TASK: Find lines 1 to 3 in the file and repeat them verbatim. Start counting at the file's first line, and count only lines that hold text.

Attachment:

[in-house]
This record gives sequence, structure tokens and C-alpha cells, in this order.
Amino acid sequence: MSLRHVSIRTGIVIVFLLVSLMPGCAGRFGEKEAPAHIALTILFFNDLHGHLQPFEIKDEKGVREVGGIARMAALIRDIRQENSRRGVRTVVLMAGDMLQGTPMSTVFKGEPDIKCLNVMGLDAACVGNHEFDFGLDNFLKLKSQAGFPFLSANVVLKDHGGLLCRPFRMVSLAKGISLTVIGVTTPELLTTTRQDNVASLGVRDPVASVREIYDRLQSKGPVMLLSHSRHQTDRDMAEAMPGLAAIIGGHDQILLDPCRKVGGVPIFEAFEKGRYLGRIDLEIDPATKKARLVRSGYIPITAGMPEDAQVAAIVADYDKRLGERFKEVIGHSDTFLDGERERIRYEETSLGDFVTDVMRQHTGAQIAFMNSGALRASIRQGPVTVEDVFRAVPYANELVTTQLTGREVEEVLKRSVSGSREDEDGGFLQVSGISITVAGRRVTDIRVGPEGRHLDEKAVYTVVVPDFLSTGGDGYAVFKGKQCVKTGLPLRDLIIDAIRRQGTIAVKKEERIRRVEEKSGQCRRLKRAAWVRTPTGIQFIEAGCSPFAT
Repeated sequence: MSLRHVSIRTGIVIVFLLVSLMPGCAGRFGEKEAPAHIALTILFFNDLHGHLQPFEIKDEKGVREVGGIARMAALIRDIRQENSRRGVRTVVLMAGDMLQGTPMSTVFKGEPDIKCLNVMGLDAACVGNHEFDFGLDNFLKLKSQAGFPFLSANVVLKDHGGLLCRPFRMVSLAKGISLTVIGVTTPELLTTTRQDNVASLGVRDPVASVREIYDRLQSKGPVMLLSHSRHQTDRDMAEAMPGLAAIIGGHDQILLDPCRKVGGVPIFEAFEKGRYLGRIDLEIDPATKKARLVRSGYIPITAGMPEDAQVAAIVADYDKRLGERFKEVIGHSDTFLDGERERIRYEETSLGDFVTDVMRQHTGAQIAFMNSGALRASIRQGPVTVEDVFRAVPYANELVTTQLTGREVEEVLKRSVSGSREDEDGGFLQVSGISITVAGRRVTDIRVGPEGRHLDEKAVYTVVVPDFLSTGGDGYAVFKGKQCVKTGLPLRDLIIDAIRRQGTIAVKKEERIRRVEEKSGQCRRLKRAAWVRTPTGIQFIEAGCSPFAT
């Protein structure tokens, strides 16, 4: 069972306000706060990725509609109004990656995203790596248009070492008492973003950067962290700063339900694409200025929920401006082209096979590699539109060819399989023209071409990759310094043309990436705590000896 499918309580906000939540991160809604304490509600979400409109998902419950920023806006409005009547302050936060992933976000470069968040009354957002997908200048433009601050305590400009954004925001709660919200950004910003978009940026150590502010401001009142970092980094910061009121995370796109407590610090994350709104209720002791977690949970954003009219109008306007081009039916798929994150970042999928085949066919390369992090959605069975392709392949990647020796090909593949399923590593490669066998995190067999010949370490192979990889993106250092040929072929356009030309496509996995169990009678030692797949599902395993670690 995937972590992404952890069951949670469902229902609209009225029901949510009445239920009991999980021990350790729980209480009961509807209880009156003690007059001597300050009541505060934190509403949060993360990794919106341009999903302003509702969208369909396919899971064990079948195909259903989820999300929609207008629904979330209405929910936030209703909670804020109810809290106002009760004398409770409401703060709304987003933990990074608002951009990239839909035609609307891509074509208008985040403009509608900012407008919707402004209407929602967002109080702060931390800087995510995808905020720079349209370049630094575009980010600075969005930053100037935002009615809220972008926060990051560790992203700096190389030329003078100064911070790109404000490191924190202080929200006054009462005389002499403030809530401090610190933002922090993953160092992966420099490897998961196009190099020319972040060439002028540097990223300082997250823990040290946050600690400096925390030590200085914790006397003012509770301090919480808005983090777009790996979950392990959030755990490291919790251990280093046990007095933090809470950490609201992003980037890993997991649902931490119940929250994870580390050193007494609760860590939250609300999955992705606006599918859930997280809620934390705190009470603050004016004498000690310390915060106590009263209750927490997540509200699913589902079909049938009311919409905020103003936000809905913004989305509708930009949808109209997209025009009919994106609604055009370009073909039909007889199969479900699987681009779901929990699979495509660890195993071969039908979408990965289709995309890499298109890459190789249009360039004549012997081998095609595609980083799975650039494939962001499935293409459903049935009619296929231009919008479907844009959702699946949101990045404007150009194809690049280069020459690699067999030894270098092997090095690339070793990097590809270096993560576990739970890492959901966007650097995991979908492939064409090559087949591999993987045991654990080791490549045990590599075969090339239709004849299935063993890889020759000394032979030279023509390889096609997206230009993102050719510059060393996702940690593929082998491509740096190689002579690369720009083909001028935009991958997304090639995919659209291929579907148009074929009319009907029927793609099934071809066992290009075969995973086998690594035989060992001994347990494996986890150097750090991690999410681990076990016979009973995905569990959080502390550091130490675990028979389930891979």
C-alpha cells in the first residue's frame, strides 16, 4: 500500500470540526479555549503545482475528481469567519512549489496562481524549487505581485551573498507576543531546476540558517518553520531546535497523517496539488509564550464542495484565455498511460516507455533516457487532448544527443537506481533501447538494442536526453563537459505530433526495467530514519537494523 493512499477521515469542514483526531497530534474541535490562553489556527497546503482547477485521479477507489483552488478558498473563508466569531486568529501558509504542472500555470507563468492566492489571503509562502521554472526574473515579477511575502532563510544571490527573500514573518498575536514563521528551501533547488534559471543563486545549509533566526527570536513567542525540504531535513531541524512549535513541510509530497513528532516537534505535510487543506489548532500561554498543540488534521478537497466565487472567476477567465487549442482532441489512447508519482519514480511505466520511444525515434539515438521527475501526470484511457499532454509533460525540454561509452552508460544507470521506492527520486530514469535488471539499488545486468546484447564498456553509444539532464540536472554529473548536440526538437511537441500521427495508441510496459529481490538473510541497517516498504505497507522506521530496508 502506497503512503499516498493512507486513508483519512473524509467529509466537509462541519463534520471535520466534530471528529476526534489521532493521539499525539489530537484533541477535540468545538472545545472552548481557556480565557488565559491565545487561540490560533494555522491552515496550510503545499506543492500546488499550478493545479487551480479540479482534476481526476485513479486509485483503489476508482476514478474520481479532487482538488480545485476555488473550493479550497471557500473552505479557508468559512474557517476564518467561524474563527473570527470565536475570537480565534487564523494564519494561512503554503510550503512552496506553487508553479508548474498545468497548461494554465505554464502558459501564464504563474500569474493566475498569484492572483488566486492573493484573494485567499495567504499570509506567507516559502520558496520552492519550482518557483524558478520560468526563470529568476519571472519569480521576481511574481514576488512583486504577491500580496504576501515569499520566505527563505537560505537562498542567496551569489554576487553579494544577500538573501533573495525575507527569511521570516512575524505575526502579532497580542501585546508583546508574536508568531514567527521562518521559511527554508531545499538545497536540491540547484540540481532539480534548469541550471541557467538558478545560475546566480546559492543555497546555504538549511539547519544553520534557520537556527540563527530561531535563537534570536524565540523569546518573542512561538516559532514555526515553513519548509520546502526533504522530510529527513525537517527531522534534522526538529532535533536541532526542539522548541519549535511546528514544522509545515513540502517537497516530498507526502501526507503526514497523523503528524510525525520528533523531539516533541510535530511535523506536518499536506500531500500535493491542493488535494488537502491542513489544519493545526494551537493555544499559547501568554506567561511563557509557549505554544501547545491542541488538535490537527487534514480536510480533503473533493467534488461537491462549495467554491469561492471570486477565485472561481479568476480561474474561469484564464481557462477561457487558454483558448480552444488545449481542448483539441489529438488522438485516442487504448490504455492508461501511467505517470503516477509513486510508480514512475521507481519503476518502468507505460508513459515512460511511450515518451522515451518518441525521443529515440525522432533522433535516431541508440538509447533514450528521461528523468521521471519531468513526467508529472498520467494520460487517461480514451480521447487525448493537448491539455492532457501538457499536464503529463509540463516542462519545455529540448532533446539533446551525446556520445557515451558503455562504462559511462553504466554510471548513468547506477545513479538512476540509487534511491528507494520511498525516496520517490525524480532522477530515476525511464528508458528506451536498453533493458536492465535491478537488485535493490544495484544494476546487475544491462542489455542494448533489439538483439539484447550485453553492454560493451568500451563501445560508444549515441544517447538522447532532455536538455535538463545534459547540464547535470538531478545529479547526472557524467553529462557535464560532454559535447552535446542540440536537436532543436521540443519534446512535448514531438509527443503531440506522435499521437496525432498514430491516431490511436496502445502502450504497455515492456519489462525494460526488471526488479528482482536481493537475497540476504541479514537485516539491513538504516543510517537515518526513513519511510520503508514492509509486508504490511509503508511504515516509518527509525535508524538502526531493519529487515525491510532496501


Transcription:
[in-house]
This record gives sequence, structure tokens and C-alpha cells, in this order.
Amino acid sequence: MSLRHVSIRTGIVIVFLLVSLMPGCAGRFGEKEAPAHIALTILFFNDLHGHLQPFEIKDEKGVREVGGIARMAALIRDIRQENSRRGVRTVVLMAGDMLQGTPMSTVFKGEPDIKCLNVMGLDAACVGNHEFDFGLDNFLKLKSQAGFPFLSANVVLKDHGGLLCRPFRMVSLAKGISLTVIGVTTPELLTTTRQDNVASLGVRDPVASVREIYDRLQSKGPVMLLSHSRHQTDRDMAEAMPGLAAIIGGHDQILLDPCRKVGGVPIFEAFEKGRYLGRIDLEIDPATKKARLVRSGYIPITAGMPEDAQVAAIVADYDKRLGERFKEVIGHSDTFLDGERERIRYEETSLGDFVTDVMRQHTGAQIAFMNSGALRASIRQGPVTVEDVFRAVPYANELVTTQLTGREVEEVLKRSVSGSREDEDGGFLQVSGISITVAGRRVTDIRVGPEGRHLDEKAVYTVVVPDFLSTGGDGYAVFKGKQCVKTGLPLRDLIIDAIRRQGTIAVKKEERIRRVEEKSGQCRRLKRAAWVRTPTGIQFIEAGCSPFAT